Pluralism is the most serious problem facing liberal democracies today. We can no longer ignore the fact that cultures around the world are not simply different from one another, but profoundly so; and the most urgent area in which this realization faces us is in the realm of morality. Western democratic systems depend on there being at least a minimal consensus concerning national values, especially in regard to such things as justice, equality and human rights. But global communication, economics and the migration of populations have placed new strains on Western democracies. Suddenly we find we must adjust to peoples whose suppositions about the ultimate values and goals of life are very different from ours. A clear lesson from events such as 9/11 is that disregarding these differences is not an option. Collisions between worldviews and value systems can be cataclysmic. Somehow we must learn to manage this new situation.

For a long time, liberal democratic optimism in the West has been shored up by suppositions about other cultures and their differences from us. The cornerpiece of this optimism has been the assumption that whatever differences exist they cannot be too great. A core of ‘basic humanity’ surely must tie all of the world’s moral systems together – and if only we could locate this core we might be able to forge agreements and alliances among groups that otherwise appear profoundly opposed. We could perhaps then shelve our cultural or ideological differences and get on with the more pleasant and productive business of celebrating our core agreement. One cannot fail to see how this hope is repeated in order buoy optimism about the Middle East peace process, for example.

...

It becomes obvious immediately that no matter how widespread we want the Golden Rule to be, there are some ethical systems that we have to admit do not have it. In fact, there are a few traditions that actually disdain the Rule. In philosophy, the Nietzschean tradition holds that the virtues implicit in the Golden Rule are antithetical to the true virtues of self-assertion and the will-to-power. Among religions, there are a good many that prefer to emphasize the importance of self, cult, clan or tribe rather than of general others; and a good many other religions for whom large populations are simply excluded from goodwill, being labeled as outsiders, heretics or … [more]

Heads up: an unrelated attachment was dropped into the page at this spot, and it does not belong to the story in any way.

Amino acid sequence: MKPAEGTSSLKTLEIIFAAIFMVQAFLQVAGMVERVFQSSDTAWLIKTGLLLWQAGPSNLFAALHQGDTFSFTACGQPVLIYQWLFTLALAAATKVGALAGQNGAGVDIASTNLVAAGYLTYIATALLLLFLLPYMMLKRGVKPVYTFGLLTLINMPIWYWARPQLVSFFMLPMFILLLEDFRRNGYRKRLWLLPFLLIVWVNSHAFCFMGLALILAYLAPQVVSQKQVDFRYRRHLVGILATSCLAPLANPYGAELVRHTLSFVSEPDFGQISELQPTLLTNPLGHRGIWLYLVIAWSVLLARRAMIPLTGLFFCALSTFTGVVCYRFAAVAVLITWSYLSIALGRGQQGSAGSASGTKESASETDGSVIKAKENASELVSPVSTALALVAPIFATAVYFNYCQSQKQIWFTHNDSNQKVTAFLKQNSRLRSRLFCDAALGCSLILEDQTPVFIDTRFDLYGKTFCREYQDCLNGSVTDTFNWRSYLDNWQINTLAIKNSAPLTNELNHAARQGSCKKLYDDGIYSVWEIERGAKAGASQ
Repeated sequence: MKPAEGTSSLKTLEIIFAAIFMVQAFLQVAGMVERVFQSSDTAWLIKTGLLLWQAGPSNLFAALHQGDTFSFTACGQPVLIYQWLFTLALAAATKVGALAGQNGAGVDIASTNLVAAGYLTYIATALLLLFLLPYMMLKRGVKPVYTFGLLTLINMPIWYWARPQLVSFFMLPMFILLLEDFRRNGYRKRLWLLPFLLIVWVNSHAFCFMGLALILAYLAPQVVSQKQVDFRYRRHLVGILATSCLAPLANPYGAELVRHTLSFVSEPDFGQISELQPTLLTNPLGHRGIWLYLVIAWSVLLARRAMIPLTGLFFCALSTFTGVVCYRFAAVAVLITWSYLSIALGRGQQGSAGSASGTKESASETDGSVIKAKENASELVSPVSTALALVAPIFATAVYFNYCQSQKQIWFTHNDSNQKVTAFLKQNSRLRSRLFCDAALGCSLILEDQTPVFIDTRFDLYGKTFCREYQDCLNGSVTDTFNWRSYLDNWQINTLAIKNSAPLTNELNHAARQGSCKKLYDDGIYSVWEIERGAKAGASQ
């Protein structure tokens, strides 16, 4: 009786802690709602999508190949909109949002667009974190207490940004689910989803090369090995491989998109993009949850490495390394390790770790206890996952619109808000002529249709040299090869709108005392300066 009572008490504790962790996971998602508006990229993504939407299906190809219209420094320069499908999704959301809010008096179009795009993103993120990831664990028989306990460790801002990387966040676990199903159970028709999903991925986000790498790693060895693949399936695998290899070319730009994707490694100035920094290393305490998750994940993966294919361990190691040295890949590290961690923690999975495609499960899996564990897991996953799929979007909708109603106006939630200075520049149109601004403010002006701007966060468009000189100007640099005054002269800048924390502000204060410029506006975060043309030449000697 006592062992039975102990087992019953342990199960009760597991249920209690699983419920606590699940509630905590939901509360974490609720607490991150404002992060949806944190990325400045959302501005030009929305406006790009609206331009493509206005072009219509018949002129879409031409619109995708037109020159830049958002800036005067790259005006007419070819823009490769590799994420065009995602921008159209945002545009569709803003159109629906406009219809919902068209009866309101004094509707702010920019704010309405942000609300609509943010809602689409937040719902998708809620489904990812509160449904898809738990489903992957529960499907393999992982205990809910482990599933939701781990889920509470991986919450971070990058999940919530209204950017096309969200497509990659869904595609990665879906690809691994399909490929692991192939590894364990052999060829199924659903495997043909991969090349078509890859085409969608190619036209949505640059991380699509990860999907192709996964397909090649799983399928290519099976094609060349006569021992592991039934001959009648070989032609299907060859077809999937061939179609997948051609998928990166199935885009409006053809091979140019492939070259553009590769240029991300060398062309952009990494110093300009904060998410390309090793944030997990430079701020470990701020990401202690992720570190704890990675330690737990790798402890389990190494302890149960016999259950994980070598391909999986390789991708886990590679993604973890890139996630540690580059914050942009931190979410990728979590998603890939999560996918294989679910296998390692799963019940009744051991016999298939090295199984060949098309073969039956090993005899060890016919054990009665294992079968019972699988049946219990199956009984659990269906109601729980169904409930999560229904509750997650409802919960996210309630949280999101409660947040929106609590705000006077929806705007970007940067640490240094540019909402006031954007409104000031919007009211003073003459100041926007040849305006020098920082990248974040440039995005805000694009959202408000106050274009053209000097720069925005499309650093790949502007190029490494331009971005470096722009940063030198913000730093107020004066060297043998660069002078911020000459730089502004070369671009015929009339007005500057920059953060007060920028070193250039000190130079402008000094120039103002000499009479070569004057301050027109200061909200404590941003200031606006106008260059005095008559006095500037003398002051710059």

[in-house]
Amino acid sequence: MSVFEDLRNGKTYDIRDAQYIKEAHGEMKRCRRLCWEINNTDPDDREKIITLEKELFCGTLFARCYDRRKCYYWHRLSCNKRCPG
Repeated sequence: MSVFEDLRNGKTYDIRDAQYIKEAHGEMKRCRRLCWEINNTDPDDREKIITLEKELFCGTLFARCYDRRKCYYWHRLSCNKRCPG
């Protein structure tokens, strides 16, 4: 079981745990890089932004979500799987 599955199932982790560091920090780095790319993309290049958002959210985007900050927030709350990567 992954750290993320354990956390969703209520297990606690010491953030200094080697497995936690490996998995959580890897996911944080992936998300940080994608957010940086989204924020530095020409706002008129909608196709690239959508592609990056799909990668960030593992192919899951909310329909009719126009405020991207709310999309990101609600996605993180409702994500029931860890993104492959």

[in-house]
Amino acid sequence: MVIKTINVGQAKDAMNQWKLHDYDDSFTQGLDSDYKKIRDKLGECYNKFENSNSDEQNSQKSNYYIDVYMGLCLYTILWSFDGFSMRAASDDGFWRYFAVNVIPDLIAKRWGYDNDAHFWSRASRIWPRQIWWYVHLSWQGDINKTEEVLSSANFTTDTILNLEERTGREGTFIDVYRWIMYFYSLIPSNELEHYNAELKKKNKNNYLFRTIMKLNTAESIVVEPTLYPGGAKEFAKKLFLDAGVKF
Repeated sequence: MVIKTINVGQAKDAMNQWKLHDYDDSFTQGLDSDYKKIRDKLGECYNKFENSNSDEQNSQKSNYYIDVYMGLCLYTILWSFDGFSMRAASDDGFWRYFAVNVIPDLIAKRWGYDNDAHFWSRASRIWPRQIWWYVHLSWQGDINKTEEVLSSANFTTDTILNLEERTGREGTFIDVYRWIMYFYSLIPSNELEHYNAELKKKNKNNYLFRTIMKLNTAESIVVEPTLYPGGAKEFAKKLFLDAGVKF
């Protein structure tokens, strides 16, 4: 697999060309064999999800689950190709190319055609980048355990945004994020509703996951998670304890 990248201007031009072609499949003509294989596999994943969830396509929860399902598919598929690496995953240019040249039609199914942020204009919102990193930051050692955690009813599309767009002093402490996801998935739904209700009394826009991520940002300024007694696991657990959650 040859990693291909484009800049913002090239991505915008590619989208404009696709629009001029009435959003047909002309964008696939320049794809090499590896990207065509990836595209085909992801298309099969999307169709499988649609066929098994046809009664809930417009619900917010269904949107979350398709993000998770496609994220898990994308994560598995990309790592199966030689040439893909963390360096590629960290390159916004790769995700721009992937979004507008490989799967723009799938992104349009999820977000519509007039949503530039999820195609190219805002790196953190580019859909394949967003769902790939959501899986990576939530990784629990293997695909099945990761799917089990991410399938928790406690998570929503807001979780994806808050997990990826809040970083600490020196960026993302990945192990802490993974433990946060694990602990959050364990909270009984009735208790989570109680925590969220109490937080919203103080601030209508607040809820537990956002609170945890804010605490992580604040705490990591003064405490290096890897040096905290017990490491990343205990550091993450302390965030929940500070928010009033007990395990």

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april 2018 by nhaliday
Diving into Chinese philosophy – Gene Expression
Back when I was in college one of my roommates was taking a Chinese philosophy class for a general education requirement. A double major in mathematics and economics (he went on to get an economics Ph.D.) he found the lack of formal rigor in the field rather maddening. I thought this was fair, but I suggested to him that the this-worldy and often non-metaphysical orientation of much of Chinese philosophy made it less amenable to formal and logical analysis.

...

IMO the much more problematic thing about premodern Chinese political philosophy from the point of view of the West is its lack of interest in constitutionalism and the rule of law, stemming from a generally less rationalist approach than the Classical Westerns, than any sort of inherent anti-individualism or collectivism or whatever. For someone like Aristotle the constitutional rule of law was the highest moral good in itself and the definition of justice, very much not so for Confucius or for Zhu Xi. They still believed in Justice in the sense of people getting what they deserve, but they didn’t really consider the written rule of law an appropriate way to conceptualize it. OG Confucius leaned more towards the unwritten traditions and rituals passed down from the ancestors, and Neoconfucianism leaned more towards a sort of Universal Reason that could be accessed by the individual’s subjective understanding but which again need not be written down necessarily (although unlike Kant/the Enlightenment it basically implies that such subjective reasoning will naturally lead one to reaffirming the ancient traditions). In left-right political spectrum terms IMO this leads to a well-defined right and left and a big old hole in the center where classical republicanism would be in the West. This resonates pretty well with modern East Asian political history IMO
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march 2018 by nhaliday
Antinomia Imediata – experiments in a reaction from the left
https://antinomiaimediata.wordpress.com/lrx/
So, what is the Left Reaction? First of all, it’s reaction: opposition to the modern rationalist establishment, the Cathedral. It opposes the universalist Jacobin program of global government, favoring a fractured geopolitics organized through long-evolved complex systems. It’s profoundly anti-socialist and anti-communist, favoring market economy and individualism. It abhors tribalism and seeks a realistic plan for dismantling it (primarily informed by HBD and HBE). It looks at modernity as a degenerative ratchet, whose only way out is intensification (hence clinging to crypto-marxist market-driven acceleration).

How come can any of this still be in the *Left*? It defends equality of power, i.e. freedom. This radical understanding of liberty is deeply rooted in leftist tradition and has been consistently abhored by the Right. LRx is not democrat, is not socialist, is not progressist and is not even liberal (in its current, American use). But it defends equality of power. It’s utopia is individual sovereignty. It’s method is paleo-agorism. The anti-hierarchy of hunter-gatherer nomads is its understanding of the only realistic objective of equality.

...